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Analysts warn of 'bearish outlook' in coal industry


After individual companies announced cost or production cutbacks in the first week of December, industry analysts said that the coal producers' fortunes are clearly heading downward.


In a December 4 update, Friedman Billings Ramsey coal analysts David Khani and Luther Lu warned, "Cuts are coming." Foundation Coal, Peabody Energy, Consol Energy and Natural Resource Partners all presented at FBR's investor conference on December 2.


Some of the production cuts will be voluntary, such as closing high-cost mines or reducing output at certain mines, while others will be out of the producers' control.


In their summary, the analysts called the fourth quarter "the pinnacle of estimate uncertainty." Producers are cutting their production forecasts and growth capital projects are being delayed, while "met coal volume and price issues [are] created by the steel producers pushing back volumes and trying to renegotiate price."


During the first week of December, Alpha Natural Resources revised downward its 2008 production target by about 1 million short tons and said it would shut down its Whitetail Kittanning met/steam coal complex by the end of the year. Net income, EBITDA and capital expenditures were revised significantly downward by the Abingdon, Virginia, company, as well.


Also, in early December, International Coal Group lowered its guidance and reduced projected capital expenditures in 2009 by 25% to $150 million.


Patriot Coal warned investors in November of the dampened economic environment, as banks, funds and other financial institutions began liquidating their energy positions, including financial coal contracts, to generate cash. Altogether, over-the-counter prices for Central Appalachia thermal coal dropped 45% in the past several months. (Read more about Patriot Coal, International Coal Group and other producers who are taking steps to conserve cash, reduce operations.)


FBR's Khani and Lu said they surveyed each producer at their firm's conference "and came up with a variety of 2009 power demand loss expectations ranging from -2% to 0.5%, meaning that the bearish outlook is becoming more real for the management teams and not just a blip."


Some of the production cuts will be voluntary, such as closing high-cost mines or reducing output at certain mines, while others will be out of the producers' control, such as the lack of Section 404 permits, geology issues, credit issues and customers deferring shipments, especially for met coal, FBR said.


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Met suppliers face deferments, renegotiations


There are bright spots, however. Foundation has "very little met exposure ... very little mountaintop mining exposure and no near-term permitting requirement in 2009 and 2010" as well as "about a 94% contracted position in 2009, primarily with domestic utilities; and relatively low costs in every basin," FBR said.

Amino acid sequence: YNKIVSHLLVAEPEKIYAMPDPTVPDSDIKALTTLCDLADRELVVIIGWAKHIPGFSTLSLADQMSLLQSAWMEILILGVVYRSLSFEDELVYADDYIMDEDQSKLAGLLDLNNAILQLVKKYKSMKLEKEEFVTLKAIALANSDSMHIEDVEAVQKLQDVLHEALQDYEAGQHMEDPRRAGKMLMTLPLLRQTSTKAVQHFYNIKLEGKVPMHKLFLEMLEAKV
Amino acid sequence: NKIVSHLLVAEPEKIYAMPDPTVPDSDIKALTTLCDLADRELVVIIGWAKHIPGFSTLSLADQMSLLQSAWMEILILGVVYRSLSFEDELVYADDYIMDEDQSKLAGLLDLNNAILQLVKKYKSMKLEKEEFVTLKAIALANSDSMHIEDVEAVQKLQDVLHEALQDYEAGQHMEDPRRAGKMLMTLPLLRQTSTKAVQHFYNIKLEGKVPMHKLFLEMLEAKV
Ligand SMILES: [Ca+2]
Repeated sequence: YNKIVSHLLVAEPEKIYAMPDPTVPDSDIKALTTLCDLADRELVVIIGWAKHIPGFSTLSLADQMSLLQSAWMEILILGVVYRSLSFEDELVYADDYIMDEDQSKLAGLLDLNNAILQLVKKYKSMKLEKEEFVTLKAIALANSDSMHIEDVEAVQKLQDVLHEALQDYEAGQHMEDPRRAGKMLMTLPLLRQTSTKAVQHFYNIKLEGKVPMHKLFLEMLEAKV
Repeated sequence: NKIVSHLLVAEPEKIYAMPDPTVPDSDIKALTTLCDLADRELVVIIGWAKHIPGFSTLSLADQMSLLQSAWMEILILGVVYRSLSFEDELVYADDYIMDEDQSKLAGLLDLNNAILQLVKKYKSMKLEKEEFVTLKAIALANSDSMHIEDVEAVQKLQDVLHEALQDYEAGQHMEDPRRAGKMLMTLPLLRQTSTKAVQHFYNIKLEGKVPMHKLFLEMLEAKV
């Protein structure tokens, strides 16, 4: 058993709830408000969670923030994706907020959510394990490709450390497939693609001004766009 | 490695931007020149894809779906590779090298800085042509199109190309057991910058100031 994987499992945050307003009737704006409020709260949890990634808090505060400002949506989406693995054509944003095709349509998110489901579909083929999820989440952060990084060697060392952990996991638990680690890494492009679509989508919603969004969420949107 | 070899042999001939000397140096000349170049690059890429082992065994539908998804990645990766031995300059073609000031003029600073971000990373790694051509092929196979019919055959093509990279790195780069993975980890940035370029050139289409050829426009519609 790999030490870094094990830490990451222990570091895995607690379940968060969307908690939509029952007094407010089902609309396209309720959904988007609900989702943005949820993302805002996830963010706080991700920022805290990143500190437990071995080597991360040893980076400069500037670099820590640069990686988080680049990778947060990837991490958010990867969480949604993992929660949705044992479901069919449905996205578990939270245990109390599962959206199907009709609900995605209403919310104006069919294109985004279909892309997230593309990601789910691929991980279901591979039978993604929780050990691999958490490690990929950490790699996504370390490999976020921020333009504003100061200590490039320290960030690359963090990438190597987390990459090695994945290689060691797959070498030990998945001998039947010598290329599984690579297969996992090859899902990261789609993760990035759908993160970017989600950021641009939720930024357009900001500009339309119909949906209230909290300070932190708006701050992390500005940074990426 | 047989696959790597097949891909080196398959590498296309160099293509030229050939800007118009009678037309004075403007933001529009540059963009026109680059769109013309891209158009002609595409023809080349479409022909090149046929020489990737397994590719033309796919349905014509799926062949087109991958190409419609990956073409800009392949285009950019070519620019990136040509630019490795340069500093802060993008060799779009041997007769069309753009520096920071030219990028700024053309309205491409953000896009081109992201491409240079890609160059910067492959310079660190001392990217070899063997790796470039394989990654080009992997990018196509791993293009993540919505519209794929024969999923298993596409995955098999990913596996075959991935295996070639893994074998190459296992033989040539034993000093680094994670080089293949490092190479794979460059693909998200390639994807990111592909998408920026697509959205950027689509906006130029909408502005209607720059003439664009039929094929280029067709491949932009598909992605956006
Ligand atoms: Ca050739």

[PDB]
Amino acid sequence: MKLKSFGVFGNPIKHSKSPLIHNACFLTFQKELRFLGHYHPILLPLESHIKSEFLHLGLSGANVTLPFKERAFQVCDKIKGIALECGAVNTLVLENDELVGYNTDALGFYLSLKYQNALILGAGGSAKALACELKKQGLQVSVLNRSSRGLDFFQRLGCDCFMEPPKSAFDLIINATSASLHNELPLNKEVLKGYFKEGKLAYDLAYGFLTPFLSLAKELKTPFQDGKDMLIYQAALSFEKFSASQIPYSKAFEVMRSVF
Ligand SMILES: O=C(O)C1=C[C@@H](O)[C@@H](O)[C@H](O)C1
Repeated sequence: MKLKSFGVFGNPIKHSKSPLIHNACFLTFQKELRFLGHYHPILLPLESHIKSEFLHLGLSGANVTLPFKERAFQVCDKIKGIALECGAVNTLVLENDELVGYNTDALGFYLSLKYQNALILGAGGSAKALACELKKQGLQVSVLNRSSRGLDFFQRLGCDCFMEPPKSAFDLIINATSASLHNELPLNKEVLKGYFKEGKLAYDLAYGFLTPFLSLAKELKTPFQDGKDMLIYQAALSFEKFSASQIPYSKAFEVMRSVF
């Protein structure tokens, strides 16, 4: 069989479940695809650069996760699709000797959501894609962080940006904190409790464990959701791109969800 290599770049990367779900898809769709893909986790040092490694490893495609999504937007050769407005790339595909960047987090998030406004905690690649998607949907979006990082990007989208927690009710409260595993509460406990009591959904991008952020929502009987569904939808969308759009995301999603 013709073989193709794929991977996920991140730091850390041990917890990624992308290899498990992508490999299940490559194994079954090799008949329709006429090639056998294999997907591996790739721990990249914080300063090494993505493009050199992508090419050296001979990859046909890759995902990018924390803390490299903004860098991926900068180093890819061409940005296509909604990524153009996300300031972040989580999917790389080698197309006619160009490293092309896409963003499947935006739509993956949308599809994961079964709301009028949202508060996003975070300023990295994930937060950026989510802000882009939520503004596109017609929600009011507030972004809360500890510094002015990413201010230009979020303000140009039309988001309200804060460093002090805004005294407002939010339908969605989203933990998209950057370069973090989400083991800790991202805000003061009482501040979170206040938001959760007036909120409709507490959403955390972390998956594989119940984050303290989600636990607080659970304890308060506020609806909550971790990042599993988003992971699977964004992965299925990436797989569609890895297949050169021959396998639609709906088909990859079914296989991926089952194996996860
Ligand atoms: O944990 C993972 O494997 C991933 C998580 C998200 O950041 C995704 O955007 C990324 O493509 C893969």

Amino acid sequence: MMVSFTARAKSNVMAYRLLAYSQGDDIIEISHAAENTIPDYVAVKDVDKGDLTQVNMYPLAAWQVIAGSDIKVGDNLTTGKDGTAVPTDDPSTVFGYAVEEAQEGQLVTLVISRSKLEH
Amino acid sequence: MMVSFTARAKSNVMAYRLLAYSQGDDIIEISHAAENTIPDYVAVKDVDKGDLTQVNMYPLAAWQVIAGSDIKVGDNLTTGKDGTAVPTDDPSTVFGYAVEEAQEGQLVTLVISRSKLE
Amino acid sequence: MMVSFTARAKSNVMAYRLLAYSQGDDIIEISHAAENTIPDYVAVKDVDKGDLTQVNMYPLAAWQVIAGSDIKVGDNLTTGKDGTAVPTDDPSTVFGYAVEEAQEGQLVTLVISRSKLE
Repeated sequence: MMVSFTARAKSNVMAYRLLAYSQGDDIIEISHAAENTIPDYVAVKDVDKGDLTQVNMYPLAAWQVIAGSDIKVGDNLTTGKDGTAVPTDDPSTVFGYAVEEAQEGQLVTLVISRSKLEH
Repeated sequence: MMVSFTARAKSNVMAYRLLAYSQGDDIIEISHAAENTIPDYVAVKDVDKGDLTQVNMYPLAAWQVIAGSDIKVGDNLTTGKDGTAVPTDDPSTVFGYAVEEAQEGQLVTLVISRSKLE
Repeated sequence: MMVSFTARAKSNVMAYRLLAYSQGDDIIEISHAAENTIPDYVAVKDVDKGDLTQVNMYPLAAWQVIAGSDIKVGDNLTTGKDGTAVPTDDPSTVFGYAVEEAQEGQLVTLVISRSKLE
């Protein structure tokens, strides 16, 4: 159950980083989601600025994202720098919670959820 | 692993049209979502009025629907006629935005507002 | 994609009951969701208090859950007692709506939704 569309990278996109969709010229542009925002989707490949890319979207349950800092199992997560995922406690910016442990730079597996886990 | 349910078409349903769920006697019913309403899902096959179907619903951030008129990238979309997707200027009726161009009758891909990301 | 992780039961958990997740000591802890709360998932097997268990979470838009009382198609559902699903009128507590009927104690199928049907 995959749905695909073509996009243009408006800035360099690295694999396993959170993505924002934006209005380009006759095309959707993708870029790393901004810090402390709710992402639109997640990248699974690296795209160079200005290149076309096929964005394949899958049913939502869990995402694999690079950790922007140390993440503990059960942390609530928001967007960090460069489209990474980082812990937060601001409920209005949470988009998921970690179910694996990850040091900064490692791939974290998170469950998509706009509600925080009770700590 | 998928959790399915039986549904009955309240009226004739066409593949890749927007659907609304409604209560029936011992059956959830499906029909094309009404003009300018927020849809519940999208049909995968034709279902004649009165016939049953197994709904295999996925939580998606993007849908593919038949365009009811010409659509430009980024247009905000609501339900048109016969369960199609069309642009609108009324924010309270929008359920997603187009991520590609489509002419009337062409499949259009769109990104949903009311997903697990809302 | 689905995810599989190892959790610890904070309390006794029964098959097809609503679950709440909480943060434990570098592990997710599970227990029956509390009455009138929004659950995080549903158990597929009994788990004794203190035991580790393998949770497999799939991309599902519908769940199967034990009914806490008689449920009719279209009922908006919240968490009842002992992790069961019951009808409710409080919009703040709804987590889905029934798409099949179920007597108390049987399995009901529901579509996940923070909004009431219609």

Consol and Peabody, meanwhile, "have higher degrees of uncertainty deriving from the metallurgical coal segment, [but] are also well positioned to weather the storm in 2009." Both companies have low-cost steam coal businesses with significant contracts with domestic utilities.


Dahlman Rose analyst Daniel Scott wrote in a December 5 report, "No current bid for met coal means pricing collapse in 2009 all but certain: With steelmakers worldwide announcing production cuts and reports of met coal contract deferments and cancellations becoming more frequent, we believe a drastic price drop for the 2009 contract year is inevitable."


The "overall dismal economic outlook" and no significant weather events in early 2008 should "push met coal prices back near their 2007 levels during upcoming negotiations," he said.


Alpha announced in early December two actions that Scott believes will migrate to other companies. Alpha said it had more than 500,000 short tons of shipping deferments for met coal this year, and one customer is seeking to re-price contract tonnage.


"We expect that trend to continue," Scott said. "Annual contracts, which are typical for met coal, are rolling over January 1 for North American business and April 1 for Europe/Asia. Given the current state of the steel market, the timing does not bode well for tonnage or pricing."


Scott also said there is the "potential for unusual contracting terms ... over the next several months due to the completely uncertain market conditions. Producers could be forced to go to shorter term business (less than one year) rather than face the prospect of committing fewer tons at significantly lower prices."


That being said, "we look to the back half of [2009] for potential steel market and economic signs of life. We believe that destocking of existing met coal will occur in the near term, and that when steel demand recovery occurs, the snap-back could be significant, especially as marginal tons of met coal production come offline and new projects are deferred."


Dahlman, Scott wrote, has lowered its met coal price estimate to $100/st and $120/st, respectively, for mid- and high-vol grades for 2009 and 2010, down from $180 and $160 in late September. For hard-coking, high-vol product, it has reduced its forecast to $120 and $135/st from $220 and $195 for 2009 and 2010, respectively.


Next page: Brokers toil in 'strange' market, wait out price swings


Created: December 10, 2008


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